Well, I write in my second language and Joseph Conrad is one of my literary heroes, and whenever I approach a new language, I can’t wait to play games with it, to use it, to tell stories: the article just beckoned – and thank you, D.
Did I find it interesting? Very. Do I agree with Palmer’s view of the matter? Not entirely. Or perhaps, not that much, considering that I can subscribe to two and a half out of her five points…
Let us see…
A unique style? Well, my English is certainly coloured by my being an Italian native speaker – so it is bound to be a little… er, unique. I’m not sure I’m free from what Palmer calls “the weight of tradition”, though, because by the time I truly began to write in English I had absorbed huge quantities of Kipling, Brontë, Forster, Austen, Dickens, Thackeray, Conrad, Stevenson and many others. Apparently this shows even in my spoken English – let alone my writing.
A rediscovery of my native Italian? I wouldn’t swear by it. I should say that I have always been on very good terms with Italian, but at times I get a little alarmed. English has become my language of choice not only for writing but for taking notes (no matter what language I am reading or listening to), and there are subjects I know in English but not in Italian – so that at times I find myself not knowing the Italian name for something… Believe me: it’s terribly awkward. And just last night, my mother pointed out that I had used an English construction while speaking in Italian. Ouch.
As for a sense of connection… well yes – although perhaps not quite in the sense that Palmer has in mind. Languages are the product, as well as the tool, of the history and culture they convey, they mirror the way their creators think and perceive – so it is impossible to study and use a language without understanding a little better those who forged and use it. Reading Elizabethan English proved fundamental in understanding the epoch – as a map of what was different, as well as for the similarities.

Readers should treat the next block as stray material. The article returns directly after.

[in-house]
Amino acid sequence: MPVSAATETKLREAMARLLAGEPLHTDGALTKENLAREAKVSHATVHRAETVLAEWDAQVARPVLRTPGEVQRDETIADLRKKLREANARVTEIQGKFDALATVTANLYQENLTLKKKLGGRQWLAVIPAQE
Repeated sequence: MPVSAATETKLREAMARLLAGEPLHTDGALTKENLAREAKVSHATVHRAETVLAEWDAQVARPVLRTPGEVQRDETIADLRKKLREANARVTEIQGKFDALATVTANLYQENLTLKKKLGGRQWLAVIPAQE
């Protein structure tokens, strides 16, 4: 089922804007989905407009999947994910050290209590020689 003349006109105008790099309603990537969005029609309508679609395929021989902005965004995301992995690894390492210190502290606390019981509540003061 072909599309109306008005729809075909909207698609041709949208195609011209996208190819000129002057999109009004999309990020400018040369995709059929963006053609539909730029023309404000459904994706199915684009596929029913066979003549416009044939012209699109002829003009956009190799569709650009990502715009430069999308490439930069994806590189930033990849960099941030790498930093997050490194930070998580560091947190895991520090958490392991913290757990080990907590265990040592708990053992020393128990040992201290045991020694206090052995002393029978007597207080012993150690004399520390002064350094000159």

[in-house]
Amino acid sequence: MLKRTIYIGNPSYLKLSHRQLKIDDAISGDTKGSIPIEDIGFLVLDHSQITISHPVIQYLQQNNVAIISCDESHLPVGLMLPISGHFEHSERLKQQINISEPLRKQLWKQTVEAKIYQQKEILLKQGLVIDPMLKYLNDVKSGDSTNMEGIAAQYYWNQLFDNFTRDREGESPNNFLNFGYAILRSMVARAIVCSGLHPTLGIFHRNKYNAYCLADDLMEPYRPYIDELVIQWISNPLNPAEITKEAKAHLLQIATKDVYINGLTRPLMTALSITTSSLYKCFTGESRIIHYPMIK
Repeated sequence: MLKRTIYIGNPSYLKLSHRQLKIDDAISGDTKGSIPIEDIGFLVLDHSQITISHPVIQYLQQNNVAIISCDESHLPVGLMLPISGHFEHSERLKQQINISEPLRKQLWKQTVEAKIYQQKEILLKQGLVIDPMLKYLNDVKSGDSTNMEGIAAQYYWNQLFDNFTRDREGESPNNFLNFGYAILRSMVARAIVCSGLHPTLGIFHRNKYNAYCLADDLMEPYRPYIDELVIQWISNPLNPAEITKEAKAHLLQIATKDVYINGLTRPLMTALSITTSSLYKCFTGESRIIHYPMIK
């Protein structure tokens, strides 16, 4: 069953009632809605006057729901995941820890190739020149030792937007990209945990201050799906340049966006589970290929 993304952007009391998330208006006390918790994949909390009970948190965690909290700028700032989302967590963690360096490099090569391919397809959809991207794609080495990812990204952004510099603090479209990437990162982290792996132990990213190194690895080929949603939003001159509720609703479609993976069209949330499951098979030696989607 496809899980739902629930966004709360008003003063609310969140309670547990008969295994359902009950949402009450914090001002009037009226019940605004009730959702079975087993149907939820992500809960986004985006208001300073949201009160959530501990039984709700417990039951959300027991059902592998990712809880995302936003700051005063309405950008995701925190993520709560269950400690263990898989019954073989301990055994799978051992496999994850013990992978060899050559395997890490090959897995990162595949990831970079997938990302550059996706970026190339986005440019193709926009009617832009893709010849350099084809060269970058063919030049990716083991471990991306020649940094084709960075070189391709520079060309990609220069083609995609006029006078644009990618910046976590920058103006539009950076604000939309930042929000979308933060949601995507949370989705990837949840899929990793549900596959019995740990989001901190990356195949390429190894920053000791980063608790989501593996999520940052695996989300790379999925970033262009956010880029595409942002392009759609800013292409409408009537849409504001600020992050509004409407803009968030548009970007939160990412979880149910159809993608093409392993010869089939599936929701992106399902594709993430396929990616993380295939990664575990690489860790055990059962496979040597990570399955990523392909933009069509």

About healing I will say nothing, because I don’t write to heal – I write to tell stories, thank you very much – but self-esteem… Perhaps there was a measure of this, at first. You know, that “Why, I can do this not-so-very-easy thing!” sort of elation, and the round-eyed stares it earns one to announce “But I write in English.” Still, I wouldn’t call it a reason to write in English, nor an especial benefit of doing it.
I write in English because I love the language – the feel and texture of it, its expressive power, its trim efficacy – I love its literary tradition, and I think there is more of a market for what I like to write in the English-speaking world. To me, the benefits seem to concern both my style and – I hope – my ability to sell my work. Oh, and it is to be hoped it will keep my brain agile, too.
Most of all, though, I write in English because I like it. I could write in French just as easily – and, presumably, with the same set of benefits – but the fact is, I don’t much care to do it.